Bio: Shelby Kimmel is an Assistant Professor of Computer Science at Middlebury College where she enjoy working with undergraduates in the classroom and on research. Previously, she was a Hartree Postdoctoral Fellow at the University of Maryland in QuICS - the Joint Center for Quantum Information and Computer Science. She earned a PhD in physics from MIT and a BA in astrophysics from Williams College.
Benjamin Wesolowski (CWI)
Title: Quantum algorithms for finding short vectors in ideal lattices
Abstract: The security of a number of post-quantum cryptographic schemes relies on the presumed hardness of computational problems over structured lattices. Finding short vectors in so-called ideal lattices has long been assumed to be hard, even with the help of a quantum computer. However, in recent years, a series of results have challenged this assumption: new algorithms allow to find unexpectedly short vectors in cyclotomic ideal lattices in quantum polynomial time, under some heuristic assumptions. We will present the current state of affairs, and the relevance of these quantum algorithms for the standardisation of lattice-based cryptography. This is based on joint works with Ronald Cramer, Léo Ducas and Maxime Plançon.
Bio: Benjamin Wesolowski obtained his PhD in 2018 from the Ecole Polytechnique Fédérale de Lausanne (EPFL). His research focuses on arithmetic and geometric structures used in cryptography, notably related to the discrete logarithm problem, the structure of isogeny graphs, and the geometry of structured lattices. Since 2019 he is a postdoctoral researcher at the Cryptology group of CWI.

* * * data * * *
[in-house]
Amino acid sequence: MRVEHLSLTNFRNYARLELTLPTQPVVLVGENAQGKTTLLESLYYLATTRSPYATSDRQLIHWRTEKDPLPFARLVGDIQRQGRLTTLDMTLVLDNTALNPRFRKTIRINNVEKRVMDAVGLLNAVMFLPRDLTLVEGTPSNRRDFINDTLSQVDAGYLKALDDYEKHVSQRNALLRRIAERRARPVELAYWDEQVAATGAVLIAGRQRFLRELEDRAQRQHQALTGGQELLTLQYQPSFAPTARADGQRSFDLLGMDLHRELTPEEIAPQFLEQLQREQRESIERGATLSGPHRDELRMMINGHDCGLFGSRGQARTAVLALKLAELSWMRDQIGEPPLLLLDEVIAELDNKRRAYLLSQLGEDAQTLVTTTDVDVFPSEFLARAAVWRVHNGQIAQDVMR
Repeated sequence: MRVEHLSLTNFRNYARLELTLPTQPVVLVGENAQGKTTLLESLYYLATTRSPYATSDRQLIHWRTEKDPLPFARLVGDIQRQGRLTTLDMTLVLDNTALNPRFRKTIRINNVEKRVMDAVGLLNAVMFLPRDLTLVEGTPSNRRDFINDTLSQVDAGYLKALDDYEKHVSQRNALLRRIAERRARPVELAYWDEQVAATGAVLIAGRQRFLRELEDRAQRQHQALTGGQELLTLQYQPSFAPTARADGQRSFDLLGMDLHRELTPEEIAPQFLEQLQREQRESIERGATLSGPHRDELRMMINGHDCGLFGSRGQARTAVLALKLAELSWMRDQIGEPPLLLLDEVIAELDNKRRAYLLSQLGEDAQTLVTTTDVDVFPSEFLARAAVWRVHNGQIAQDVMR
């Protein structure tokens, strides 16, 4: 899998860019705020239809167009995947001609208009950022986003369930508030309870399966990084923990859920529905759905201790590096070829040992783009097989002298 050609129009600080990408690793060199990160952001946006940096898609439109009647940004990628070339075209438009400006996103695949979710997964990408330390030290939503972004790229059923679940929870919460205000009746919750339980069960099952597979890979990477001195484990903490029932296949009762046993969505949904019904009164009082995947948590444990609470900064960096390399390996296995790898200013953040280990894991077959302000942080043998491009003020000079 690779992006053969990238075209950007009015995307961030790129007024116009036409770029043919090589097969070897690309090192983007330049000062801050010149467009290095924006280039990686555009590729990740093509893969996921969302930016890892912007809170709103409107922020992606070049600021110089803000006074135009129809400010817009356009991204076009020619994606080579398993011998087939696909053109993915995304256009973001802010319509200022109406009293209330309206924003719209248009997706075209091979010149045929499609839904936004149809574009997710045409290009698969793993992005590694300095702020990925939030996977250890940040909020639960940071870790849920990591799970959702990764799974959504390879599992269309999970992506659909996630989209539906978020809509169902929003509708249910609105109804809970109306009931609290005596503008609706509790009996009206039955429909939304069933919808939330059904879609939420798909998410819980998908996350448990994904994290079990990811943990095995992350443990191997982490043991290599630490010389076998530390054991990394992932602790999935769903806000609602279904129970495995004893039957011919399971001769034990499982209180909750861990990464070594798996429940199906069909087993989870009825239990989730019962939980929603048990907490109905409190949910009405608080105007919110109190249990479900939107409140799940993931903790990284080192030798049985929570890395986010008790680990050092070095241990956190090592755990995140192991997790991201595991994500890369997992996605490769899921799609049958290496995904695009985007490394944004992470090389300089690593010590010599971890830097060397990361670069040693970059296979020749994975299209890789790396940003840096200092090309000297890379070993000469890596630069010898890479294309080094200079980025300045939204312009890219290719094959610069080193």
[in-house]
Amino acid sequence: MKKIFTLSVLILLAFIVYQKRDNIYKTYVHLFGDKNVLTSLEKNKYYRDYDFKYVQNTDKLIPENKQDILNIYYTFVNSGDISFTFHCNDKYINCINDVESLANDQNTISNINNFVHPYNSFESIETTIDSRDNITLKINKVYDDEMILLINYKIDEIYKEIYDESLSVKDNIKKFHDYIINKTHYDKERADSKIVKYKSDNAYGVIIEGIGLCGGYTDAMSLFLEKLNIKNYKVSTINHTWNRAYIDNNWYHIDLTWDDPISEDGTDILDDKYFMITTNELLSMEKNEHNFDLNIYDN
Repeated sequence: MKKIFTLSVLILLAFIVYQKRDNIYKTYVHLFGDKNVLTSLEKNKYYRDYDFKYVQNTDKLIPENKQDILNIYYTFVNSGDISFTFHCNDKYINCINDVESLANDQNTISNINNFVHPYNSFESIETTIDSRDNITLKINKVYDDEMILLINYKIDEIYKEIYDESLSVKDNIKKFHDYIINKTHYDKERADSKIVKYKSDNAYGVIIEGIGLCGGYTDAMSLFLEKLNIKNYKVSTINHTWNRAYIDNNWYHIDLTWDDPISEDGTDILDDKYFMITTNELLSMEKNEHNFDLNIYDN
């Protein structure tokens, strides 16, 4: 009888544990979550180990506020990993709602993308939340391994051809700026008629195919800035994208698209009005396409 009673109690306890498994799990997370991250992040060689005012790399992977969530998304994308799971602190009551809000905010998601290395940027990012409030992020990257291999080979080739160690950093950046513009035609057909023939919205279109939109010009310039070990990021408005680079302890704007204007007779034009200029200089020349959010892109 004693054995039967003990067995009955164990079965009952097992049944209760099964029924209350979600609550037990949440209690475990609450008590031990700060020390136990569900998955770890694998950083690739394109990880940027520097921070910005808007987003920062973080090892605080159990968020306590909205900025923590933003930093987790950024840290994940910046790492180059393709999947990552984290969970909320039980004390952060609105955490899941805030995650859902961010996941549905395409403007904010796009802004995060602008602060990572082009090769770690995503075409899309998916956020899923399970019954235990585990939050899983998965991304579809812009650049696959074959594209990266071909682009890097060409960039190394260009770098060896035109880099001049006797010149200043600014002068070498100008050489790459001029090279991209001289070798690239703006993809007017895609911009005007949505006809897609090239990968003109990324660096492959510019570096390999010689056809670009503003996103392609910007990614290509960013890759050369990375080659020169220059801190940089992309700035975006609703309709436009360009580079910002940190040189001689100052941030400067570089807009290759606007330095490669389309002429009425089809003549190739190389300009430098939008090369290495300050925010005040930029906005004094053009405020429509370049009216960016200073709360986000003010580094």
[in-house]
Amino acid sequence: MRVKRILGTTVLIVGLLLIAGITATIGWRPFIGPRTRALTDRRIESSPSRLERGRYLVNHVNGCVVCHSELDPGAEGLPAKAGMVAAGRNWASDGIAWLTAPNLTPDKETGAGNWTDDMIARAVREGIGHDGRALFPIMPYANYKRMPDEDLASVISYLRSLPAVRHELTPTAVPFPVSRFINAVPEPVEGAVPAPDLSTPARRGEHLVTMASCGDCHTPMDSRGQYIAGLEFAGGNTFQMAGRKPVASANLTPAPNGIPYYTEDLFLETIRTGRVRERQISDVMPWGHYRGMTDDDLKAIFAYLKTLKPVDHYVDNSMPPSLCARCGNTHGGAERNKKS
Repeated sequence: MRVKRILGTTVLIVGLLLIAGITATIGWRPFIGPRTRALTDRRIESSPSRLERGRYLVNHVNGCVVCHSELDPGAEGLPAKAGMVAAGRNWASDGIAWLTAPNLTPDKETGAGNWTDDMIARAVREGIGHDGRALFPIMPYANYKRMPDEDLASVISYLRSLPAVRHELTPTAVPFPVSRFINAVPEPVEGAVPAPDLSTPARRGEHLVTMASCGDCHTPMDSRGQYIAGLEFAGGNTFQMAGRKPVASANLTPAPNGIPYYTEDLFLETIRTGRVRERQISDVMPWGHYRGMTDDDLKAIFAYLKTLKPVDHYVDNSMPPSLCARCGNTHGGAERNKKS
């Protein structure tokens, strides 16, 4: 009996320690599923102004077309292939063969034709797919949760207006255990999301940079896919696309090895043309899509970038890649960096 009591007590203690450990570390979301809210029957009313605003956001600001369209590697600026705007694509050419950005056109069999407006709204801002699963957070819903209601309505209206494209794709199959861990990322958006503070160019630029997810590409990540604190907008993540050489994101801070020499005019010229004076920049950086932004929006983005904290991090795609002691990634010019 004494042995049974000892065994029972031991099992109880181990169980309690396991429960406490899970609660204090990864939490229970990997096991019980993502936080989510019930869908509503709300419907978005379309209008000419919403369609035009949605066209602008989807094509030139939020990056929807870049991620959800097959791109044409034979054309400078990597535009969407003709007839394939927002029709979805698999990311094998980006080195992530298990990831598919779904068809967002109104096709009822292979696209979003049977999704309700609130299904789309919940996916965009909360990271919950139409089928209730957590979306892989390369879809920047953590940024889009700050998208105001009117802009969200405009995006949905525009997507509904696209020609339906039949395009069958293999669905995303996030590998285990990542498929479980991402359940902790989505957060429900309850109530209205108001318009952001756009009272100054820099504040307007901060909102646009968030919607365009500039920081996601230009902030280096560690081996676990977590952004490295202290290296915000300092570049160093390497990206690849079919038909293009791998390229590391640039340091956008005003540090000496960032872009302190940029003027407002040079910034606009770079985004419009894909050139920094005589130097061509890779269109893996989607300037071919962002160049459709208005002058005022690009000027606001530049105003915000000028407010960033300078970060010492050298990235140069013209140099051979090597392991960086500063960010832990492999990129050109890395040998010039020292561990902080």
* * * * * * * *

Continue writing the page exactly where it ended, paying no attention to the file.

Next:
Ronald de Wolf (QuSoft, CWI and University of Amsterdam)
Title: The potential impact of quantum computers on society
Abstract: This talk considers the potential impact that the nascent technology of quantum computing may have on society. It focuses on three areas: cryptography, optimization, and simulation of quantum systems. We will also discuss some ethical aspects of these developments, and ways to mitigate the risks.
Bio: Ronald de Wolf (1973) studied computer science and philosophy at the Erasmus University Rotterdam, with a focus on logic-based machine learning. He obtained his PhD in 2001 from the University of Amsterdam and CWI (advised by Harry Buhrman and Paul Vitanyi) on a thesis about quantum computation and communication complexity, for which he received the 2003 ERCIM Cor Baayen Award. Subsequently he worked as a postdoctoral researcher at UC Berkeley. Currently he is a senior researcher at CWI and full professor at the University of Amsterdam. He works on quantum computing, focusing on algorithms, complexity theory, and the applications of quantum information to other areas.
Scientific organizers: Ronald Cramer (CWI & UL), Bas Edixhoven (UL), Serge Fehr (CWI & UL)
Secretary: Susanne van Dam